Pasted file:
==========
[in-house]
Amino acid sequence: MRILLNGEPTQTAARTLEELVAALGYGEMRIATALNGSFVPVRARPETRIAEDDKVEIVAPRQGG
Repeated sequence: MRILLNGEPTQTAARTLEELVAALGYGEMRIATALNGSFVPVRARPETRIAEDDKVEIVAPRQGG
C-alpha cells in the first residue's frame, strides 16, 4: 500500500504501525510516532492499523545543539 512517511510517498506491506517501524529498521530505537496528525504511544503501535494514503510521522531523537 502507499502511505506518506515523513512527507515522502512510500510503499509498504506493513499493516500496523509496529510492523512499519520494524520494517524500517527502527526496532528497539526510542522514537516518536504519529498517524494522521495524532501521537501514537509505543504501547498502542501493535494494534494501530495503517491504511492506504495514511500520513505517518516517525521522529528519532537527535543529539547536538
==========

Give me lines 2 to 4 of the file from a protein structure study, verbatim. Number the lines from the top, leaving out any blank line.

Amino acid sequence: MRILLNGEPTQTAARTLEELVAALGYGEMRIATALNGSFVPVRARPETRIAEDDKVEIVAPRQGG
Repeated sequence: MRILLNGEPTQTAARTLEELVAALGYGEMRIATALNGSFVPVRARPETRIAEDDKVEIVAPRQGG
C-alpha cells in the first residue's frame, strides 16, 4: 500500500504501525510516532492499523545543539 512517511510517498506491506517501524529498521530505537496528525504511544503501535494514503510521522531523537 502507499502511505506518506515523513512527507515522502512510500510503499509498504506493513499493516500496523509496529510492523512499519520494524520494517524500517527502527526496532528497539526510542522514537516518536504519529498517524494522521495524532501521537501514537509505543504501547498502542501493535494494534494501530495503517491504511492506504495514511500520513505517518516517525521522529528519532537527535543529539547536538